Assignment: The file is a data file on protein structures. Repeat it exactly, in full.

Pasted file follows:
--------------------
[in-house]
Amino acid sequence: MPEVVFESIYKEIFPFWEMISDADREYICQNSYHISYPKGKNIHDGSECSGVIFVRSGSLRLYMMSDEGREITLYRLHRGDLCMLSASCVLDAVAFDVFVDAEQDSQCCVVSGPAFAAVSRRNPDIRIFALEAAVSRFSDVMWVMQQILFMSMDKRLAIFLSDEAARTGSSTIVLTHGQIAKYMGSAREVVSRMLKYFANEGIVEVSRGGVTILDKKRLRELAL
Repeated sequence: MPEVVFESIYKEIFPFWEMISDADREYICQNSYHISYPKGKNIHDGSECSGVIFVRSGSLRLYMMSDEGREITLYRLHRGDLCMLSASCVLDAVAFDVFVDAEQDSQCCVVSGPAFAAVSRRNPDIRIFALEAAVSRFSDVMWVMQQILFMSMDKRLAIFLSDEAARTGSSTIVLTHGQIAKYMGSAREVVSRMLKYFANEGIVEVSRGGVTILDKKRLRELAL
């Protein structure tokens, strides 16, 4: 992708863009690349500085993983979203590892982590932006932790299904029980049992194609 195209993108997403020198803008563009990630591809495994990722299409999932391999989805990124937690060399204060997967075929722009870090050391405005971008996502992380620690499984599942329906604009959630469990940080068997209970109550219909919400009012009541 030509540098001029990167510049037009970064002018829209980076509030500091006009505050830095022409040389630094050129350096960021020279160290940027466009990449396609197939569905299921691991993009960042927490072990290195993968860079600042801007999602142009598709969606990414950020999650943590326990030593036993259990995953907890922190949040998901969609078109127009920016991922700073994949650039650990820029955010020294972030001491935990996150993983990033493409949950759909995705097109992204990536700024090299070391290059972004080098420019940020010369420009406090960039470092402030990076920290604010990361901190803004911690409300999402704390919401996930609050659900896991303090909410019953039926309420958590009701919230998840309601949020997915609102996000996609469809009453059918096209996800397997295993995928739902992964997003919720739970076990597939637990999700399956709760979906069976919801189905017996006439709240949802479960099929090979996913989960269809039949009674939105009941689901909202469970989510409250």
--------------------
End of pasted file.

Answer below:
[in-house]
Amino acid sequence: MPEVVFESIYKEIFPFWEMISDADREYICQNSYHISYPKGKNIHDGSECSGVIFVRSGSLRLYMMSDEGREITLYRLHRGDLCMLSASCVLDAVAFDVFVDAEQDSQCCVVSGPAFAAVSRRNPDIRIFALEAAVSRFSDVMWVMQQILFMSMDKRLAIFLSDEAARTGSSTIVLTHGQIAKYMGSAREVVSRMLKYFANEGIVEVSRGGVTILDKKRLRELAL
Repeated sequence: MPEVVFESIYKEIFPFWEMISDADREYICQNSYHISYPKGKNIHDGSECSGVIFVRSGSLRLYMMSDEGREITLYRLHRGDLCMLSASCVLDAVAFDVFVDAEQDSQCCVVSGPAFAAVSRRNPDIRIFALEAAVSRFSDVMWVMQQILFMSMDKRLAIFLSDEAARTGSSTIVLTHGQIAKYMGSAREVVSRMLKYFANEGIVEVSRGGVTILDKKRLRELAL
């Protein structure tokens, strides 16, 4: 992708863009690349500085993983979203590892982590932006932790299904029980049992194609 195209993108997403020198803008563009990630591809495994990722299409999932391999989805990124937690060399204060997967075929722009870090050391405005971008996502992380620690499984599942329906604009959630469990940080068997209970109550219909919400009012009541 030509540098001029990167510049037009970064002018829209980076509030500091006009505050830095022409040389630094050129350096960021020279160290940027466009990449396609197939569905299921691991993009960042927490072990290195993968860079600042801007999602142009598709969606990414950020999650943590326990030593036993259990995953907890922190949040998901969609078109127009920016991922700073994949650039650990820029955010020294972030001491935990996150993983990033493409949950759909995705097109992204990536700024090299070391290059972004080098420019940020010369420009406090960039470092402030990076920290604010990361901190803004911690409300999402704390919401996930609050659900896991303090909410019953039926309420958590009701919230998840309601949020997915609102996000996609469809009453059918096209996800397997295993995928739902992964997003919720739970076990597939637990999700399956709760979906069976919801189905017996006439709240949802479960099929090979996913989960269809039949009674939105009941689901909202469970989510409250």